Russia Monitor is a review of the most important events related to Russian internal and external security, as well as its foreign policies.
Date: 30 July 2021
Astana Triangle Is Not Yet Dead
The 16th meeting of the Astana trio – made up of Turkey, Russia, and Iran – on Syria took place in July in Kazakhstan’s capital Nur-Sultan. They all vowed to continue their fight against the Islamic State (IS) and other Syrian-based “rebel groups.” The new round of Astana Syria talks took place amid conflicting interests both Moscow and Ankara have on Syrian soil.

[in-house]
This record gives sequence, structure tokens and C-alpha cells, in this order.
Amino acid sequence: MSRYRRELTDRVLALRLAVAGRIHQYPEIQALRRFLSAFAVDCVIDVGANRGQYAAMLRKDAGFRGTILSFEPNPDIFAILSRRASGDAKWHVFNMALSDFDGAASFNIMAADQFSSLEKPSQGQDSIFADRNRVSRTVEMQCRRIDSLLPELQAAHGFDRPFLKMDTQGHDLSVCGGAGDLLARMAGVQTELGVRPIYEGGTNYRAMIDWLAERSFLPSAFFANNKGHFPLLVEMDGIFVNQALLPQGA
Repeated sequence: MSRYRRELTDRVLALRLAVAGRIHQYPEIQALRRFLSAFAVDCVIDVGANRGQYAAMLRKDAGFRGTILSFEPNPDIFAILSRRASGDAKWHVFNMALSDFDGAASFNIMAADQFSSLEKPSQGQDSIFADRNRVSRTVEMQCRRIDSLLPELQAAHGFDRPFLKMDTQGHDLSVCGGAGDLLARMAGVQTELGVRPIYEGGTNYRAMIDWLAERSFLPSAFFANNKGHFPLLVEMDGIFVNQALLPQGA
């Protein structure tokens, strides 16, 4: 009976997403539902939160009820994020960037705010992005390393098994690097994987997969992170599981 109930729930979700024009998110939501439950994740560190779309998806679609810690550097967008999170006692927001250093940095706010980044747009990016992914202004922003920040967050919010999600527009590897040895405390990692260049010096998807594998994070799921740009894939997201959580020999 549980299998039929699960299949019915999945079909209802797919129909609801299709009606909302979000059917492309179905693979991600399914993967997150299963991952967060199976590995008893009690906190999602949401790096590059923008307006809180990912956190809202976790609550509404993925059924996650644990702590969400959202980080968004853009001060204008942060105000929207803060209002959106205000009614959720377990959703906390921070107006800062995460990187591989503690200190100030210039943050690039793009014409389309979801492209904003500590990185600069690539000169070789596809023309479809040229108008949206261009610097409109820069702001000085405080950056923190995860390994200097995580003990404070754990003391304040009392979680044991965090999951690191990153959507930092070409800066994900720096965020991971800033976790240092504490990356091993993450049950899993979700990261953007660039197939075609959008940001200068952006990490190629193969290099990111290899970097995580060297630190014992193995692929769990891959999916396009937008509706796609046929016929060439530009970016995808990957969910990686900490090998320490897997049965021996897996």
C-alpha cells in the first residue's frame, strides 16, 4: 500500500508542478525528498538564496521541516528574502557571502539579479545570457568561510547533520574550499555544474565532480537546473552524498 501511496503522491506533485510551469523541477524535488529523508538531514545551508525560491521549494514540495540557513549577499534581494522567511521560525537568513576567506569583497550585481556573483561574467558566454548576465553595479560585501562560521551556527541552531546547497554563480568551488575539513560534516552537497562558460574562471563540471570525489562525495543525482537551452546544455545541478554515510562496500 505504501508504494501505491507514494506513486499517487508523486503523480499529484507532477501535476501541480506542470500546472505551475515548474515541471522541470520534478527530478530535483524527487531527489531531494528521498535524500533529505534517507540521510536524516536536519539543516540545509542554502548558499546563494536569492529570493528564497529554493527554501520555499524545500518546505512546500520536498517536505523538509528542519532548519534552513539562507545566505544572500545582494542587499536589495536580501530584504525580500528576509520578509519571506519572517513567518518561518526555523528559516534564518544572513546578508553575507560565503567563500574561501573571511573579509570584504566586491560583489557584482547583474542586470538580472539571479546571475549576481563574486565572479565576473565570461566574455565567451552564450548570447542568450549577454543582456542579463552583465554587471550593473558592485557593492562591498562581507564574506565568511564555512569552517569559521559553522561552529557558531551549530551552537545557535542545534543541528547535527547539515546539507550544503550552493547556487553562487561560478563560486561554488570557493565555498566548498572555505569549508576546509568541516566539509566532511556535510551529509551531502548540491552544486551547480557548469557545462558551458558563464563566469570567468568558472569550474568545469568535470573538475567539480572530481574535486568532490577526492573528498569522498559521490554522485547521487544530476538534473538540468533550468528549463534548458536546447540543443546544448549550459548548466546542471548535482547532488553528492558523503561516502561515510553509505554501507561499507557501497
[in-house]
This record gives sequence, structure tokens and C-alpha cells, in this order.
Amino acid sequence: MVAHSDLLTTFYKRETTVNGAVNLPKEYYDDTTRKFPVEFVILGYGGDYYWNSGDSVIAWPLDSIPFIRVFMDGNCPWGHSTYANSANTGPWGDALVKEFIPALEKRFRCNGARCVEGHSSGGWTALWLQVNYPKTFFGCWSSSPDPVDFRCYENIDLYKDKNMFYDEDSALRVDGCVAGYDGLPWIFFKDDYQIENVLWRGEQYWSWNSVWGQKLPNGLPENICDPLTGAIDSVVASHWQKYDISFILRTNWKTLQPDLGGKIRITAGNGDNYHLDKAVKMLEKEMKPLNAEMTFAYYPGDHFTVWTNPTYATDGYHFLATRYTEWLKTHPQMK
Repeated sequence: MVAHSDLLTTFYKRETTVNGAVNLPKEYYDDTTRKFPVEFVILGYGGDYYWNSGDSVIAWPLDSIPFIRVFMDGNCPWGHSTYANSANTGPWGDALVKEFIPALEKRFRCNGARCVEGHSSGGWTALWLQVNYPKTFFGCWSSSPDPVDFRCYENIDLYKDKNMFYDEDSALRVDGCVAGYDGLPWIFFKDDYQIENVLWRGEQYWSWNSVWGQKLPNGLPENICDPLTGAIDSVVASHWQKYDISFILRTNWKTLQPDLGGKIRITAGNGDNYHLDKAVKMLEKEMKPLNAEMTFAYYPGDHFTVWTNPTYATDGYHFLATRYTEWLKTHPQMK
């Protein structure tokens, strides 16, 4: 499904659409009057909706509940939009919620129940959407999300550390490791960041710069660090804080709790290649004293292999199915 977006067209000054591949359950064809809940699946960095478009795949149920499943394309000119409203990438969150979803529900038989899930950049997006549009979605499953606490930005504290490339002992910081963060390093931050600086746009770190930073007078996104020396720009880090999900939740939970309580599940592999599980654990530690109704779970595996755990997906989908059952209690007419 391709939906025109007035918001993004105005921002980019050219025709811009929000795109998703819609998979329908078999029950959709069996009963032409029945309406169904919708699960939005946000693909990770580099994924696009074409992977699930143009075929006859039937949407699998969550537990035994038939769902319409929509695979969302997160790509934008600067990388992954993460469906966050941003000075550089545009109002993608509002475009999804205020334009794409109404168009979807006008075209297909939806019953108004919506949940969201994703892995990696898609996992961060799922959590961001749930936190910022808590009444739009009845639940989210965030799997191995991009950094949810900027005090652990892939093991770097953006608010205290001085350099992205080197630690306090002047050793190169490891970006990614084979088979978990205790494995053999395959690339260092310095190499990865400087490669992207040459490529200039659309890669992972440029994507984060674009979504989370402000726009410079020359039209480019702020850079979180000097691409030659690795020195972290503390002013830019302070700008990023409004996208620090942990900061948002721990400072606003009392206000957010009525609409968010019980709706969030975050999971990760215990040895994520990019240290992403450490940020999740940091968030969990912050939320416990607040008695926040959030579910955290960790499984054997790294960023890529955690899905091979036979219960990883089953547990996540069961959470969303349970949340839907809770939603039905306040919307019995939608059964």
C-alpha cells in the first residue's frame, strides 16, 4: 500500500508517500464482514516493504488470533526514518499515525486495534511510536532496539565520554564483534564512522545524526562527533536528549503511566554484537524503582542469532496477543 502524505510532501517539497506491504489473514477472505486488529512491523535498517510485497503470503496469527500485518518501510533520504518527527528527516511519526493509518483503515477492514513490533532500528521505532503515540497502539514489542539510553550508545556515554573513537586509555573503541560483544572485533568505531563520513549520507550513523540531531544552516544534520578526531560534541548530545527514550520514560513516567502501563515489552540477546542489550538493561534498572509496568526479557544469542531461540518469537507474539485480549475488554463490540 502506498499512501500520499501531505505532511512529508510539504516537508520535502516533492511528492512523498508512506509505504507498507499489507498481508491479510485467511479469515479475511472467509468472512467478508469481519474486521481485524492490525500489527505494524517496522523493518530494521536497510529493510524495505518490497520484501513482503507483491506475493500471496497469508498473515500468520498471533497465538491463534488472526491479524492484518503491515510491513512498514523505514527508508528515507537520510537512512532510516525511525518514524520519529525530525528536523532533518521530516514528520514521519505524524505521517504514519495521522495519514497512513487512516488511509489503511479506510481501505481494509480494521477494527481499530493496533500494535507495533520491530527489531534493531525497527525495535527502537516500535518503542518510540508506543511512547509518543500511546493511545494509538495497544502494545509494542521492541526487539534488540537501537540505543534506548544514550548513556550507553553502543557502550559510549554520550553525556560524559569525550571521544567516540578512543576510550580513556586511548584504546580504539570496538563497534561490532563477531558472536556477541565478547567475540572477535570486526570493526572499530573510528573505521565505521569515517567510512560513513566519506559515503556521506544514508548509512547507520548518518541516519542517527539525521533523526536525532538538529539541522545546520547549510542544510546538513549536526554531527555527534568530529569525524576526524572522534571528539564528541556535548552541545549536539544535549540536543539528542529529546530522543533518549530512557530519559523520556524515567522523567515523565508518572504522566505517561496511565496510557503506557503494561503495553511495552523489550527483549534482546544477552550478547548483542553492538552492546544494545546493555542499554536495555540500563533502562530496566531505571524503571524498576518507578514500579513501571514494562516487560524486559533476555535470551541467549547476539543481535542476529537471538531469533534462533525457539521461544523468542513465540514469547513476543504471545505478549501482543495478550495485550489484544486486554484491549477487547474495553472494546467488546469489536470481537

Officials met in Nur-Sultan, Kazakhstan. The Astana Triangle urged to maintain peace in Idlib province in northwestern Syria and fully implement the peace deals. Delegations from the Syrian regime and the Syrian opposition also took part in the meeting. The meeting focused on the situation on the ground in Syria, socioeconomic and sanitary-epidemiological issues, international humanitarian assistance to Syria, prospects for the resumption of work by the Syrian Constitutional Committee in Geneva as well as prisoner exchanges and the release of hostages. Interestingly, the Astana Triangle nations said they opposed “illegal local-led initiatives launched allegedly to combat terrorism,” possibly referring to the U.S.-backed Kurdish autonomy in northeastern Syria, tasked mainly with combatting IS rebels. Russia also argued that the Damascus government should be responsible for dispatching humanitarian relief within the country’s border. Ahmet Toma, who headed the Syrian opposition in Astana, told Turkish journalists that Syria-Turkey border crossings were crucial as this could be the corridor for mass-scale humanitarian aid. After a year-long hiatus, the Astana Triangle resumed work despite distinct views, mainly these of Turkey and Russia, but also those of Russia and Kazakhstan.
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